The mentality of Europe and North America remains locked in the aftermath of the September 11 attacks: looking for trained groups, controlled from abroad. But the era has changed.
The changing faces of terrorism
At the south-east corner of Hyde Park in London, 52 singular columns of stainless steel rise from the ground, a permanent memorial to the victims of the worst terrorist attack in the city's history. Five years ago this week, four British men walked on to London's transport system and, above and below the capital, exploded their backpacks, killing 52 people, injuring hundreds more and ushering in a new era of security restrictions.
Five years on, the situation is getting better, but also worse. This week, British courts convicted three London men for their parts in the 2006 "airline bomb plot", an attempt to bring down transatlantic airliners using liquid explosives. On the same day the men were convicted in London, three Norwegian residents were arrested in connection with a plot to attack targets in Norway. This week too, in the US, prosecutors unveiled charges against four men over a plot to bomb the New York subway system. Two US residents have already pleaded guilty.
The arrests and convictions show the evolving nature of the new threats. Firstly, their connections: although the cases concerned three separate plots, there were clear links within them between Britain, America, Germany, Norway and Pakistan. Secondly - and of more concern - was that nearly all of those involved were "homegrown", involving citizens or residents of the countries they were plotting against.
That is the largest change in the security landscape of the past few years. The men who now plot and carry out Islamist violence are products of their own societies. And they are not necessarily the children of immigrants; in Germany in February, four men, two of them German converts to Islam, were sentenced for their part in a plot to attack German targets, called the "Sauerland group" after the region in western Germany where they were caught. In the United States, a North Carolina resident called Daniel Boyd is awaiting trial, suspected of leading a terror cell composed of mainly white converts to Islam.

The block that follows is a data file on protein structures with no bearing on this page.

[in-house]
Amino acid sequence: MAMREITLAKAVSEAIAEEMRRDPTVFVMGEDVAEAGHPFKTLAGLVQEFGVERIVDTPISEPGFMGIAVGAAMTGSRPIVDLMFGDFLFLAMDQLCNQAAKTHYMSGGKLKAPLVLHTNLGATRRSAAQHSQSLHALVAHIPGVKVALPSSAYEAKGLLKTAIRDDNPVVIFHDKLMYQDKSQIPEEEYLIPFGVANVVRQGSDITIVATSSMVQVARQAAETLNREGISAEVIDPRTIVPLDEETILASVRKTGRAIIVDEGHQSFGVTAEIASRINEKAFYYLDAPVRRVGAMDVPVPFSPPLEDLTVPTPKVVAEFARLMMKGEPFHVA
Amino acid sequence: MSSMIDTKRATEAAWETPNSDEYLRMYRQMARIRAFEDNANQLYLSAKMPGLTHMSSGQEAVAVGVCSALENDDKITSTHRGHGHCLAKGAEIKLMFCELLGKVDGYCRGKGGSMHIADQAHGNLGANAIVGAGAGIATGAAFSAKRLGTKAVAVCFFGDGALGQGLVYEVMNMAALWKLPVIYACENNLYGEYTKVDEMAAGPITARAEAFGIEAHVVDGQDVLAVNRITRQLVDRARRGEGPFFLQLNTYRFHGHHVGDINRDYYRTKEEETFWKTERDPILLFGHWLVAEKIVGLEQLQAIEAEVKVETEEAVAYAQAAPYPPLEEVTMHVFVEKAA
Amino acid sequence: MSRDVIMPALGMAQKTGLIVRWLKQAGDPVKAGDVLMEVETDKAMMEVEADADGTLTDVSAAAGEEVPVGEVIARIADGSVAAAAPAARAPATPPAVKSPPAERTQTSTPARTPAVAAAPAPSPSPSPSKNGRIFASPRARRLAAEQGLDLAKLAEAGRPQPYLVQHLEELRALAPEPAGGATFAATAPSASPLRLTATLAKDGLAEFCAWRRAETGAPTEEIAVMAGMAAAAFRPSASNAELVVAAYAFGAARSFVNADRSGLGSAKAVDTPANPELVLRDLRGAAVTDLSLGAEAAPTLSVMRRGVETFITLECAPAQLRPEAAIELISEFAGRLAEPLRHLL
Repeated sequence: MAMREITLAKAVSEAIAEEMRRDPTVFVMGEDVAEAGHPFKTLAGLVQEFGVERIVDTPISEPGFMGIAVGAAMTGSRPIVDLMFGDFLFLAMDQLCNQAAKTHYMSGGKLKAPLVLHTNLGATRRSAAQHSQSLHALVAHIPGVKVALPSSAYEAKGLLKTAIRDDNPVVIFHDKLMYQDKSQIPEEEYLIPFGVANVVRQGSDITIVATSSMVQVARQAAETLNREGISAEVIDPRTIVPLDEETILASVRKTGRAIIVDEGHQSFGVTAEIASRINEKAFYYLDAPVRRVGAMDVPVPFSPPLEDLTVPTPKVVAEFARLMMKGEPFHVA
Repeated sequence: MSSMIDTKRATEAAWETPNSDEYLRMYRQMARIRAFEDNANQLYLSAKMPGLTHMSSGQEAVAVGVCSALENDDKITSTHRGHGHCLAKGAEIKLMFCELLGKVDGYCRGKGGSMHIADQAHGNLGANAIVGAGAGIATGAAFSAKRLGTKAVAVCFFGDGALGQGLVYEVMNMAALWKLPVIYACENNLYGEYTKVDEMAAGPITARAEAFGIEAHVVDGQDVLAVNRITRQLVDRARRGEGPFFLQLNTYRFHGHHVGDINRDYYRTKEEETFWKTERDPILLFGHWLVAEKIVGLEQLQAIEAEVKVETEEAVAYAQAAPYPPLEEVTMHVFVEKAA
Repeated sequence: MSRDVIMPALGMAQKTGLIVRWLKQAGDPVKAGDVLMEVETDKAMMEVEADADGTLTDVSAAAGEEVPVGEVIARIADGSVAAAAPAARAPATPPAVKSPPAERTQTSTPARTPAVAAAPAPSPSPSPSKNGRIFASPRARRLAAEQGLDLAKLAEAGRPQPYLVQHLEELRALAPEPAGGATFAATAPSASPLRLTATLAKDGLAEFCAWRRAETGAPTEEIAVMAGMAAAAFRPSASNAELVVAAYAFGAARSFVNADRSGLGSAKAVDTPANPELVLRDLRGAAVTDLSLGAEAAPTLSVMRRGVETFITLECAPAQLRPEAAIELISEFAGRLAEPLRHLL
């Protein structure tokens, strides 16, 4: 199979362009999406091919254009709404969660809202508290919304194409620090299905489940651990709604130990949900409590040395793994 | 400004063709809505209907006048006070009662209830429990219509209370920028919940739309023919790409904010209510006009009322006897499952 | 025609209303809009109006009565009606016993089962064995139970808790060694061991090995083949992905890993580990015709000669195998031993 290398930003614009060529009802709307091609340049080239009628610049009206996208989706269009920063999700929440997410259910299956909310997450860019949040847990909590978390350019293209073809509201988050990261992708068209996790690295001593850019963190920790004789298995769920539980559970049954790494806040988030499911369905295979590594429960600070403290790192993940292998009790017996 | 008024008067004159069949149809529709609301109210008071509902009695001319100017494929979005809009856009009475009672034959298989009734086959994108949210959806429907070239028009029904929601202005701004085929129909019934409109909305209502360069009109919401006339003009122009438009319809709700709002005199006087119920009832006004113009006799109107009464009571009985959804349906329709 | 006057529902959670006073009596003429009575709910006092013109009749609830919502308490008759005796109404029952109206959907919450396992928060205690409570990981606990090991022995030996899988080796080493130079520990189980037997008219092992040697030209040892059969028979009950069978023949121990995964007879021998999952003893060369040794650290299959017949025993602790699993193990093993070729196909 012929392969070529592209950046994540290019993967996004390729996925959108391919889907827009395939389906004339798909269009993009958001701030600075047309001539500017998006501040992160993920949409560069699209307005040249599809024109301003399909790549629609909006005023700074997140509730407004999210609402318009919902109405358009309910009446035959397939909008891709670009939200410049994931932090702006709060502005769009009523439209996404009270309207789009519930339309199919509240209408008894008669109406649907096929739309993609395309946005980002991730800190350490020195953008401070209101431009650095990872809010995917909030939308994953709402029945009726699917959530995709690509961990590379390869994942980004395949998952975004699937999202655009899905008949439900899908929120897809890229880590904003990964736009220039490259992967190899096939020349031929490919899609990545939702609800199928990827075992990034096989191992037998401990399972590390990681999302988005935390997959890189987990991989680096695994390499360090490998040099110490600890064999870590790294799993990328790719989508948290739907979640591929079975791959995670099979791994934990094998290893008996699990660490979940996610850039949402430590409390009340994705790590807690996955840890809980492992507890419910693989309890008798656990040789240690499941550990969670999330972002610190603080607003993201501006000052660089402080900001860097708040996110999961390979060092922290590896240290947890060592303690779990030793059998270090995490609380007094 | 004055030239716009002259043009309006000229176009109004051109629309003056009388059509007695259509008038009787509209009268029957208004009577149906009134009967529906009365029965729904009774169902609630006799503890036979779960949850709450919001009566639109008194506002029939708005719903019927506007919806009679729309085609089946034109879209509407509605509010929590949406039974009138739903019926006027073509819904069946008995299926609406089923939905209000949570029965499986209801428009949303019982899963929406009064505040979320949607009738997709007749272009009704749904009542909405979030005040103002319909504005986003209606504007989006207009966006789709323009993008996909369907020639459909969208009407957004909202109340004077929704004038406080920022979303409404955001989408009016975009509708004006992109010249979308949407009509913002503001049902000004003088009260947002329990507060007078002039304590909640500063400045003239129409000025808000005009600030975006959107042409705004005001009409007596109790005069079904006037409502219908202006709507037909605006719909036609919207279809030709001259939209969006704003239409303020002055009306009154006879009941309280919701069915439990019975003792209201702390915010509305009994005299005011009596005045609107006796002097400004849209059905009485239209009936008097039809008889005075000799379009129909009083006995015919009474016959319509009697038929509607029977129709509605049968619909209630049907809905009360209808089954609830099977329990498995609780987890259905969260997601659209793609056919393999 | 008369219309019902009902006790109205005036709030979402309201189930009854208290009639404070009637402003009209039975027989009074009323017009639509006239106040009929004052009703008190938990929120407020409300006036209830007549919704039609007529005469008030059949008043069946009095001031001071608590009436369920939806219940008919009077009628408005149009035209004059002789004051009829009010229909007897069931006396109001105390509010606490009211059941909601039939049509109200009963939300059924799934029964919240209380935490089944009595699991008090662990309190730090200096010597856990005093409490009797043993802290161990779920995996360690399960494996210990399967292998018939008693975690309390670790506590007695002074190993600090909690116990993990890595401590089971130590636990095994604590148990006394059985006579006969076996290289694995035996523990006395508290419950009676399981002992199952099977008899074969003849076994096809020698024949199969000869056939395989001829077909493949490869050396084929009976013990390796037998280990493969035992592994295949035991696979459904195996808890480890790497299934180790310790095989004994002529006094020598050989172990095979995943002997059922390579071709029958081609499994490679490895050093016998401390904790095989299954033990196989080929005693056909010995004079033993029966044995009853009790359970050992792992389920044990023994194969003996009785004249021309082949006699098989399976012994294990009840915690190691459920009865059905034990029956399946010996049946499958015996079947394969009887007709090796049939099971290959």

Yet while this change has redefined the security landscape, attitudes have not caught up. The mentality of Europe and North America remains locked in the aftermath of the September 11 attacks: looking for groups trained, funded and controlled from abroad. But the era has changed. We are now in the era of the lone wolves. The good news is that intelligence services are getting better at identifying and stopping Islamist plots. Since the 2004 Madrid attacks and the 2005 London attacks, there have been no large scale attacks in the West. In April, Europol, the European Union's police agency, reported a decrease in the number of terrorist attacks on the continent in 2009. Attacks still continue, mainly from separatist and left-wing groups in France and Spain, and deaths still occur, but the trend is downwards.
The bad news is that the number of plots have increased and, on several significant occasions, the public has escaped harm more by luck than design. In New York's Times Square, in London's Haymarket, on Cologne's trains and in the skies above Detroit, deaths were only avoided because the bombs failed to go off as planned. In one sense, homegrown terrorists and plotters ought to be easier to deal with, since they are limited geographically and the state controls the territory. European governments also have experience with domestic terrorism; the UK with Irish republican terrorism, Germany with the Red Army Faction and both Spain and Italy with far-left and separatist terrorism. But the trouble is homegrown plotters are already in the country. Plotters from abroad face an array of immigration and security complications before they even arrive.